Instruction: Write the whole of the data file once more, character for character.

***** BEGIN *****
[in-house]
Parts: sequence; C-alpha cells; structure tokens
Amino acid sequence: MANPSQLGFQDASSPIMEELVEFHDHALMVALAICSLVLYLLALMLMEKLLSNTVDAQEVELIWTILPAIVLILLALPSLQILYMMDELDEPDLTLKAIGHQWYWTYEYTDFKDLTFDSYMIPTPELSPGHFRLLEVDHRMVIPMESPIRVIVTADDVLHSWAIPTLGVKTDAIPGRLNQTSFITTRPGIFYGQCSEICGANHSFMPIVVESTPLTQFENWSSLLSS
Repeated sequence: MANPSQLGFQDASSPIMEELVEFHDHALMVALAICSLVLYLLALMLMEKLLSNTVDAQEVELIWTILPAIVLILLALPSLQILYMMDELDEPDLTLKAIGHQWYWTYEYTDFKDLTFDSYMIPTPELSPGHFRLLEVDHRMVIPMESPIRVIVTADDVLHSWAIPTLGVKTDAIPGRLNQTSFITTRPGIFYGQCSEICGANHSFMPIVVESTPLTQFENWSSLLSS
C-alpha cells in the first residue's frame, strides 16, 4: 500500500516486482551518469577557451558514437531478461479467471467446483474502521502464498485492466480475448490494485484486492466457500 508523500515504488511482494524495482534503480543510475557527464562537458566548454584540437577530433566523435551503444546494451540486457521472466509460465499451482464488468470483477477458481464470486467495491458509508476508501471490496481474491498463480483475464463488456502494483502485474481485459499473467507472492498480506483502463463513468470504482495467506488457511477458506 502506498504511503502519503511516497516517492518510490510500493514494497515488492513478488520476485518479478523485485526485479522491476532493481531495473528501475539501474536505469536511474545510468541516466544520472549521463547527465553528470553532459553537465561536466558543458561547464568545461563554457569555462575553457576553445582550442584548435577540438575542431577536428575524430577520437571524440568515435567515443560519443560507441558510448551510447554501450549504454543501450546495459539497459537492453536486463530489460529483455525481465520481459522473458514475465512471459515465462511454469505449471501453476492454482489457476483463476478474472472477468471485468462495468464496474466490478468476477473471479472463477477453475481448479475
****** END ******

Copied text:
[in-house]
Parts: sequence; C-alpha cells; structure tokens
Amino acid sequence: MANPSQLGFQDASSPIMEELVEFHDHALMVALAICSLVLYLLALMLMEKLLSNTVDAQEVELIWTILPAIVLILLALPSLQILYMMDELDEPDLTLKAIGHQWYWTYEYTDFKDLTFDSYMIPTPELSPGHFRLLEVDHRMVIPMESPIRVIVTADDVLHSWAIPTLGVKTDAIPGRLNQTSFITTRPGIFYGQCSEICGANHSFMPIVVESTPLTQFENWSSLLSS
Repeated sequence: MANPSQLGFQDASSPIMEELVEFHDHALMVALAICSLVLYLLALMLMEKLLSNTVDAQEVELIWTILPAIVLILLALPSLQILYMMDELDEPDLTLKAIGHQWYWTYEYTDFKDLTFDSYMIPTPELSPGHFRLLEVDHRMVIPMESPIRVIVTADDVLHSWAIPTLGVKTDAIPGRLNQTSFITTRPGIFYGQCSEICGANHSFMPIVVESTPLTQFENWSSLLSS
C-alpha cells in the first residue's frame, strides 16, 4: 500500500516486482551518469577557451558514437531478461479467471467446483474502521502464498485492466480475448490494485484486492466457500 508523500515504488511482494524495482534503480543510475557527464562537458566548454584540437577530433566523435551503444546494451540486457521472466509460465499451482464488468470483477477458481464470486467495491458509508476508501471490496481474491498463480483475464463488456502494483502485474481485459499473467507472492498480506483502463463513468470504482495467506488457511477458506 502506498504511503502519503511516497516517492518510490510500493514494497515488492513478488520476485518479478523485485526485479522491476532493481531495473528501475539501474536505469536511474545510468541516466544520472549521463547527465553528470553532459553537465561536466558543458561547464568545461563554457569555462575553457576553445582550442584548435577540438575542431577536428575524430577520437571524440568515435567515443560519443560507441558510448551510447554501450549504454543501450546495459539497459537492453536486463530489460529483455525481465520481459522473458514475465512471459515465462511454469505449471501453476492454482489457476483463476478474472472477468471485468462495468464496474466490478468476477473471479472463477477453475481448479475